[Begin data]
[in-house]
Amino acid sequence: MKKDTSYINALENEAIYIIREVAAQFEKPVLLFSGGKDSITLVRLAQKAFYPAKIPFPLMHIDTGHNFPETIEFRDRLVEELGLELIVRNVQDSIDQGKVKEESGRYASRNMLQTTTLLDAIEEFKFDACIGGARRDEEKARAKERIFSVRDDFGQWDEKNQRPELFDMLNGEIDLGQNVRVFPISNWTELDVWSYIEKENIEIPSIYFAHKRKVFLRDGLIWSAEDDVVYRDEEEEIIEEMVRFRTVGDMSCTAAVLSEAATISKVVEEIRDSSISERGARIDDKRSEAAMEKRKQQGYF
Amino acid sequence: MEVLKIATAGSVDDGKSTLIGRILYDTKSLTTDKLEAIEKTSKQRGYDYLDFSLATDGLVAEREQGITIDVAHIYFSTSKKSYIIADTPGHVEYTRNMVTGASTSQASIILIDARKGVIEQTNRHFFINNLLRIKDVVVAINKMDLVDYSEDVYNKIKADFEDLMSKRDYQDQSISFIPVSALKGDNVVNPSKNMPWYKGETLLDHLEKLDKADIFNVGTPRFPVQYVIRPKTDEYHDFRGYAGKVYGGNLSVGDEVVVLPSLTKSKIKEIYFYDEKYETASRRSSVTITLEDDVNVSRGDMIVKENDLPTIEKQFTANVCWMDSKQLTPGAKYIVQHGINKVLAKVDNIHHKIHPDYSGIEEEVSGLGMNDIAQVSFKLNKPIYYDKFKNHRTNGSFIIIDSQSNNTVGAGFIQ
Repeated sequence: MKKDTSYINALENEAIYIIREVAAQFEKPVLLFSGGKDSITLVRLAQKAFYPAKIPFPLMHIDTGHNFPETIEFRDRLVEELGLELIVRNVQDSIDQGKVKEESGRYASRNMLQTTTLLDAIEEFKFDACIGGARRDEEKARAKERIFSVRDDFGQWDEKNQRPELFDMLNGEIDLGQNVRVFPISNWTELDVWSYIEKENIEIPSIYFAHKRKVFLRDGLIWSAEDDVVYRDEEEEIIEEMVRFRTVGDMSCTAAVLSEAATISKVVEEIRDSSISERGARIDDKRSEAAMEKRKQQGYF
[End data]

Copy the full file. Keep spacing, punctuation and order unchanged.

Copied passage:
[in-house]
Amino acid sequence: MKKDTSYINALENEAIYIIREVAAQFEKPVLLFSGGKDSITLVRLAQKAFYPAKIPFPLMHIDTGHNFPETIEFRDRLVEELGLELIVRNVQDSIDQGKVKEESGRYASRNMLQTTTLLDAIEEFKFDACIGGARRDEEKARAKERIFSVRDDFGQWDEKNQRPELFDMLNGEIDLGQNVRVFPISNWTELDVWSYIEKENIEIPSIYFAHKRKVFLRDGLIWSAEDDVVYRDEEEEIIEEMVRFRTVGDMSCTAAVLSEAATISKVVEEIRDSSISERGARIDDKRSEAAMEKRKQQGYF
Amino acid sequence: MEVLKIATAGSVDDGKSTLIGRILYDTKSLTTDKLEAIEKTSKQRGYDYLDFSLATDGLVAEREQGITIDVAHIYFSTSKKSYIIADTPGHVEYTRNMVTGASTSQASIILIDARKGVIEQTNRHFFINNLLRIKDVVVAINKMDLVDYSEDVYNKIKADFEDLMSKRDYQDQSISFIPVSALKGDNVVNPSKNMPWYKGETLLDHLEKLDKADIFNVGTPRFPVQYVIRPKTDEYHDFRGYAGKVYGGNLSVGDEVVVLPSLTKSKIKEIYFYDEKYETASRRSSVTITLEDDVNVSRGDMIVKENDLPTIEKQFTANVCWMDSKQLTPGAKYIVQHGINKVLAKVDNIHHKIHPDYSGIEEEVSGLGMNDIAQVSFKLNKPIYYDKFKNHRTNGSFIIIDSQSNNTVGAGFIQ
Repeated sequence: MKKDTSYINALENEAIYIIREVAAQFEKPVLLFSGGKDSITLVRLAQKAFYPAKIPFPLMHIDTGHNFPETIEFRDRLVEELGLELIVRNVQDSIDQGKVKEESGRYASRNMLQTTTLLDAIEEFKFDACIGGARRDEEKARAKERIFSVRDDFGQWDEKNQRPELFDMLNGEIDLGQNVRVFPISNWTELDVWSYIEKENIEIPSIYFAHKRKVFLRDGLIWSAEDDVVYRDEEEEIIEEMVRFRTVGDMSCTAAVLSEAATISKVVEEIRDSSISERGARIDDKRSEAAMEKRKQQGYF